Becoming Reacquainted With Oliver Twist

I first met Oliver Twist when I was around fifteen years old. I remember that I liked the book, but I didn’t like it enough to go on and read more Dickens. So when I found that Allie at A Literary Odyssey was hosting a readalong of Oliver Twist I didn’t rush to sign up.

But then the idea began to grow on me. I realised that when I thought of Oliver images from Lionel Bart’s musical came to mind. It was time to replace those images with Dickens’ original words, time to revisit a classic text.

I signed up!

The story opened quietly, a child orphaned in infancy and growing up in a workhouse. There was no wordiness, there were virtually no descriptions, the story was grey. And it worked, focusing attention on the child’s plight and on the callous disregard that those responsible. so-called pillars of society, had for their charges.

And yet Oliver had spirit, and was prepared to stand up and ask for more when he was elected by his fellows.

He suffered for it, and was sold into virtual slavery. And by telling his story simply and clearly Dickens delivers a stinging condemnation of the treatment of the poor in Victorian Britain.

It was hard not to cheer as Oliver made his escape, and colour found its way into his story.

Colour in the form of The Artful Dodger, a wonderful creation, and in the form of Fagin. I still can’t make my mind up about Fagin. Did he think he was helping his boys. Was he doing his best for his boys, giving them means to survive in a cruel world? Or was he simply exploiting them, keeping them sweet to serve his own ends? I do wonder what his history was, what brought him to that place in life.

I was vexed though by Dickens’ decision to give his Jewish villain an Irish name and then repeatedly refer to him as the Jew. words fail me – why?!

But I was swept along by the story, through many twists and turns: Oliver’s apprenticeship as a thief, his unexpected path into a different life, and his unwished for return into Fagin’s clutches.

I was fascinated by the emergence of the complex character of Nancy, by the appearance of Bill Sykes, as effective a villain as I have met in the pages of any book.

And I was particularly struck by the study in between Oliver’s three guardians: the unthinking, uncaring, self-interested Mr Bumble; the manipulative, watchful Fagin; and the compassionate, maybe socially concerned, Mr Brownlow.

What a story, what a picture of Victorian society!

I like this simpler, more straightforward narrative from a relatively young Dickens, and I think now that maybe it is time I worked by way through his novels chronologically, building up steadily to the more elaborate, more acclaimed later works.

That’s something to ponder, but what I want now is to press on with Oliver’s story, to find out what happens next …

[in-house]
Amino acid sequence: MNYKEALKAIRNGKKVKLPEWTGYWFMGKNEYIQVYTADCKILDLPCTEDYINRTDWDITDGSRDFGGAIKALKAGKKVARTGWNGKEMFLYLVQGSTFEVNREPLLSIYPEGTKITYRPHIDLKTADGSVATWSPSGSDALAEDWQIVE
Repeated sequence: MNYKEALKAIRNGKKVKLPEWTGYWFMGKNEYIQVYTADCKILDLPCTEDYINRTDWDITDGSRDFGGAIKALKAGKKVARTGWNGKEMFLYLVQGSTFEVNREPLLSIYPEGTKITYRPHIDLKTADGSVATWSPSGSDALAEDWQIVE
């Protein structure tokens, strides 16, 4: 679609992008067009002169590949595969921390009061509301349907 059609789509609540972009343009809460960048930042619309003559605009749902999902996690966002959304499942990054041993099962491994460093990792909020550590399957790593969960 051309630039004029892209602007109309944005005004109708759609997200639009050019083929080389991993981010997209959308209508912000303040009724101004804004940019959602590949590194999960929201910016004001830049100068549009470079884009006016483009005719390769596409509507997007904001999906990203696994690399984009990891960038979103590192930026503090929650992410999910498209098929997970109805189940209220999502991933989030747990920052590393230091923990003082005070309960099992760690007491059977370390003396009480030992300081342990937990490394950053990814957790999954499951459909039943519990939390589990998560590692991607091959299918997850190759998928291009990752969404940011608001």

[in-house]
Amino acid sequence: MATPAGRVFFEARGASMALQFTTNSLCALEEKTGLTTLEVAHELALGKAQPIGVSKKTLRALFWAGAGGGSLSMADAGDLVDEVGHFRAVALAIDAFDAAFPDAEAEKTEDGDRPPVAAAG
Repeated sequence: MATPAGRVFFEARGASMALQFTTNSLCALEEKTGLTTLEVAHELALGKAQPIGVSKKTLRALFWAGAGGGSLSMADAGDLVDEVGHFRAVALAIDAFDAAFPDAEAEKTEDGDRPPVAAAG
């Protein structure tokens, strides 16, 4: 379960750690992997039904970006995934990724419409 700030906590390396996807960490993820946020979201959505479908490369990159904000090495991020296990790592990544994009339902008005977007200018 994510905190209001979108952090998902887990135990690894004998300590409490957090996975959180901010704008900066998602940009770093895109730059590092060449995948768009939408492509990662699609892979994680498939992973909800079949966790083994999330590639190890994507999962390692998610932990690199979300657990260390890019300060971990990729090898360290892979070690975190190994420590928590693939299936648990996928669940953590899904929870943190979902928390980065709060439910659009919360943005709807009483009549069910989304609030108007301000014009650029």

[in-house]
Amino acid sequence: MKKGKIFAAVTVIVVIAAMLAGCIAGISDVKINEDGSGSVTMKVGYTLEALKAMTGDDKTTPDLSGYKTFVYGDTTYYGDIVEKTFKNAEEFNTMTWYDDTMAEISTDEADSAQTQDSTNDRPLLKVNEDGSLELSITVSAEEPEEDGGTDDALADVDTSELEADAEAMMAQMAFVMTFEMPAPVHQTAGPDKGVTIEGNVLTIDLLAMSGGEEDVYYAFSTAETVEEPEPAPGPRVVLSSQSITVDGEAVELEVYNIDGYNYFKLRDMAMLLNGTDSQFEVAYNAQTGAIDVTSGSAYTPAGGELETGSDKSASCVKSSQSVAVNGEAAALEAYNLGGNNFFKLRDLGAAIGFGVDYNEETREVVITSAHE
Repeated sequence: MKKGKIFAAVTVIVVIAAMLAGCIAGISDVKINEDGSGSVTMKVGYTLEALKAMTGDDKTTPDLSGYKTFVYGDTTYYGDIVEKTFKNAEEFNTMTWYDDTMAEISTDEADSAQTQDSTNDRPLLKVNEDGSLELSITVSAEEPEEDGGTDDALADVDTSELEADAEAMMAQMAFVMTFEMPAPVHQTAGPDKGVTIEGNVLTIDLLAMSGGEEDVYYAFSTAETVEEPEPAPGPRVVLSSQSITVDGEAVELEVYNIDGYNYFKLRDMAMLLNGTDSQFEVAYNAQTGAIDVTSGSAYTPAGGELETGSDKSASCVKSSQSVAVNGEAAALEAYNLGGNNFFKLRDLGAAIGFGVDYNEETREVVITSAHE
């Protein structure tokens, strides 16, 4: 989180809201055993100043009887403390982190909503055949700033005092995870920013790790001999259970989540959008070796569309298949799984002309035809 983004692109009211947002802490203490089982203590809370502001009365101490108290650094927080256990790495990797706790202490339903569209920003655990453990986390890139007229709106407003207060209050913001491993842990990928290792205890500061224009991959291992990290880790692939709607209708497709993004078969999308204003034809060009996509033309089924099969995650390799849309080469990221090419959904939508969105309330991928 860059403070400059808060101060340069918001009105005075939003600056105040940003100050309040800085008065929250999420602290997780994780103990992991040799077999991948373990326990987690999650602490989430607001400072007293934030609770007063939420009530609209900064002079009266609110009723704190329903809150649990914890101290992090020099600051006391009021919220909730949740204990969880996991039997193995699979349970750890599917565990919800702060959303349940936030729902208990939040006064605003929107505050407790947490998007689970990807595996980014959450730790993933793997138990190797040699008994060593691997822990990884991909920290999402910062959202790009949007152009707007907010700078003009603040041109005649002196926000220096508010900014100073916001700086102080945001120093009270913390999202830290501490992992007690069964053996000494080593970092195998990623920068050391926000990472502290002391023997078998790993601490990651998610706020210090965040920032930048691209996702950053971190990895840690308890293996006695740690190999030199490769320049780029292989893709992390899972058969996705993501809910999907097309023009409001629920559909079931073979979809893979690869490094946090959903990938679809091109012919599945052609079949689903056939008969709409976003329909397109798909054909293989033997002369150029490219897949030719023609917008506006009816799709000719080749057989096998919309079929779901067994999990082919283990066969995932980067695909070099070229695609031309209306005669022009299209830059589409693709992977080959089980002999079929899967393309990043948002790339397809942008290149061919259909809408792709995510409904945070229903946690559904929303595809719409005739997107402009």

9 responses

  1. I struggled with images from the movie Oliver! during my first reading but this second reading has been refreshing in that I don’t have the musical crowding in. I think it would be fascinating to read Dickens chronologically. Just comparing my recent reading of Little Dorrit to OT has been eye-opening. Enjoy the second part:)

  2. SUCH a great book! It’s one of my favorite Dickens. I read this one and Bleak House last year, both were rereads, so I think I’m going through a little Dickens withdrawal. I don’t know if I can read another Dickens AND Villette at the same time — that might be just too much Victorian lit, if you know what I mean.

    I know what you mean about the constant referral to “The Jew,” which bothers me. I think Dickens was just a product of his time. Apparently, he regretted it later in life and made a point of creating a much more sympathetic Jewish character in Our Mutual Friend. I haven’t read it yet but I’ve heard it’s one of his best.

  3. I’m glad you’re enjoying this! I haven’t seen the musical, so I have nothing to compare the story to. That might be a good thing.

    I hate that Fagin is always called “the Jew.” It just irritates me. Why couldn’t he just call him by his name? You know?

    Thanks for participating!

  4. Like many people, I suspect, I first became acquainted with Oliver through the musical. So, when I eventually got round to reading it I was amazed at how much more there is to the book. I love Dickens. I have a sort of unwritten rule that I go back to at least one of his books every year. Maybe this year it ought to be Oliver’s turn.

  5. Dickens really was an incredible writer and he packed in so much plot into every one of his novels. For many years I was put off reading Dickens merely by the size of the books, but then I did a course in Dickens at Birkbeck and read four or five of his novels over two terms and was completely converted. His works are absolutely a product of the time and much of the power they held for the Victorians is no longer as potent (The Old Curiosity Shop is perhaps the best example – it seems terribly mawkish and sentimental to the modern reader, but the Victorians adored it). Enjoy the journey!

  6. Thank you for your thoughts on Oliver Twist! I’ve been gradually working my way through Dickens’ novels I haven’t read over the past year and a half; I’ve read quite a a few of his novels, but I’ve never read Oliver Twist, one of the ones I’ve heard the most about. You have given me the inspiration to put it in my TBR list after I read The Old Curiosity Shop. I probably won’t read it for a long time, though, because I like to space Dickens out. Thanks again!

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